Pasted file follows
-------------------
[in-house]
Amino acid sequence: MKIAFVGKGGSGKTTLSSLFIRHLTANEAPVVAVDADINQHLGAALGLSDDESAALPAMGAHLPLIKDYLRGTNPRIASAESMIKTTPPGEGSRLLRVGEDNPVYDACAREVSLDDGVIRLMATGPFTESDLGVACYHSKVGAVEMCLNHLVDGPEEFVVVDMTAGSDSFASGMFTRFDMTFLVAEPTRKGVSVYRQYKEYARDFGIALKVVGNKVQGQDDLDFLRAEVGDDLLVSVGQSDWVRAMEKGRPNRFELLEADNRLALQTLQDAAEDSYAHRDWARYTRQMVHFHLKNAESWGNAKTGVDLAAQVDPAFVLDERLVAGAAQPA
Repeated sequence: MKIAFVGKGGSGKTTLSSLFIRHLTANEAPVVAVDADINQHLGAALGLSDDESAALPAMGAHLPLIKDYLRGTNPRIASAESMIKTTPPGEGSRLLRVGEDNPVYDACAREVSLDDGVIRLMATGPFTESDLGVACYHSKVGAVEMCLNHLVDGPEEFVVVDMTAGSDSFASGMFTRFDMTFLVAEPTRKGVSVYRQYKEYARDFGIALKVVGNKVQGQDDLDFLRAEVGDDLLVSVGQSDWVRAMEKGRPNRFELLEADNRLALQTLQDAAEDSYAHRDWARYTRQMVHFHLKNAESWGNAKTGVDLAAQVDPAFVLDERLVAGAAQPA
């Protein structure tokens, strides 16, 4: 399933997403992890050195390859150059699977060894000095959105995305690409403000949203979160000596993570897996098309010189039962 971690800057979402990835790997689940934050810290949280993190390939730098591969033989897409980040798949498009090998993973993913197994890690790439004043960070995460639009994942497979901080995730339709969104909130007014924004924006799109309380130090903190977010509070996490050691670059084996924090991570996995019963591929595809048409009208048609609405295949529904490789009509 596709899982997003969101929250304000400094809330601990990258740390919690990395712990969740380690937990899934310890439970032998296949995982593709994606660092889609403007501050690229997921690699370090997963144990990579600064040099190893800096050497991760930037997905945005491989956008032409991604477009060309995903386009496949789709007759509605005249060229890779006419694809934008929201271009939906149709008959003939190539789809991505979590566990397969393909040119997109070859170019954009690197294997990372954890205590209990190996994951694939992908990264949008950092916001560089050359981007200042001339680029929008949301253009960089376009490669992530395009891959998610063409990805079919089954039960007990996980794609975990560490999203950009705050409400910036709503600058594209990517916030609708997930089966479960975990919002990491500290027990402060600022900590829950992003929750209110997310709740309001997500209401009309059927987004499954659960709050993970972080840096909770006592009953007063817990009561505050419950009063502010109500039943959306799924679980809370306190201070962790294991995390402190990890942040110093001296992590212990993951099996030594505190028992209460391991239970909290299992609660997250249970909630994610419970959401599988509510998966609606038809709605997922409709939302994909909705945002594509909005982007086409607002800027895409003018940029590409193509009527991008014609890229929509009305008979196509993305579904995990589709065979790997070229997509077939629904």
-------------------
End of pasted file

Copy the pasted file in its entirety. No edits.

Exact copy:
[in-house]
Amino acid sequence: MKIAFVGKGGSGKTTLSSLFIRHLTANEAPVVAVDADINQHLGAALGLSDDESAALPAMGAHLPLIKDYLRGTNPRIASAESMIKTTPPGEGSRLLRVGEDNPVYDACAREVSLDDGVIRLMATGPFTESDLGVACYHSKVGAVEMCLNHLVDGPEEFVVVDMTAGSDSFASGMFTRFDMTFLVAEPTRKGVSVYRQYKEYARDFGIALKVVGNKVQGQDDLDFLRAEVGDDLLVSVGQSDWVRAMEKGRPNRFELLEADNRLALQTLQDAAEDSYAHRDWARYTRQMVHFHLKNAESWGNAKTGVDLAAQVDPAFVLDERLVAGAAQPA
Repeated sequence: MKIAFVGKGGSGKTTLSSLFIRHLTANEAPVVAVDADINQHLGAALGLSDDESAALPAMGAHLPLIKDYLRGTNPRIASAESMIKTTPPGEGSRLLRVGEDNPVYDACAREVSLDDGVIRLMATGPFTESDLGVACYHSKVGAVEMCLNHLVDGPEEFVVVDMTAGSDSFASGMFTRFDMTFLVAEPTRKGVSVYRQYKEYARDFGIALKVVGNKVQGQDDLDFLRAEVGDDLLVSVGQSDWVRAMEKGRPNRFELLEADNRLALQTLQDAAEDSYAHRDWARYTRQMVHFHLKNAESWGNAKTGVDLAAQVDPAFVLDERLVAGAAQPA
């Protein structure tokens, strides 16, 4: 399933997403992890050195390859150059699977060894000095959105995305690409403000949203979160000596993570897996098309010189039962 971690800057979402990835790997689940934050810290949280993190390939730098591969033989897409980040798949498009090998993973993913197994890690790439004043960070995460639009994942497979901080995730339709969104909130007014924004924006799109309380130090903190977010509070996490050691670059084996924090991570996995019963591929595809048409009208048609609405295949529904490789009509 596709899982997003969101929250304000400094809330601990990258740390919690990395712990969740380690937990899934310890439970032998296949995982593709994606660092889609403007501050690229997921690699370090997963144990990579600064040099190893800096050497991760930037997905945005491989956008032409991604477009060309995903386009496949789709007759509605005249060229890779006419694809934008929201271009939906149709008959003939190539789809991505979590566990397969393909040119997109070859170019954009690197294997990372954890205590209990190996994951694939992908990264949008950092916001560089050359981007200042001339680029929008949301253009960089376009490669992530395009891959998610063409990805079919089954039960007990996980794609975990560490999203950009705050409400910036709503600058594209990517916030609708997930089966479960975990919002990491500290027990402060600022900590829950992003929750209110997310709740309001997500209401009309059927987004499954659960709050993970972080840096909770006592009953007063817990009561505050419950009063502010109500039943959306799924679980809370306190201070962790294991995390402190990890942040110093001296992590212990993951099996030594505190028992209460391991239970909290299992609660997250249970909630994610419970959401599988509510998966609606038809709605997922409709939302994909909705945002594509909005982007086409607002800027895409003018940029590409193509009527991008014609890229929509009305008979196509993305579904995990589709065979790997070229997509077939629904």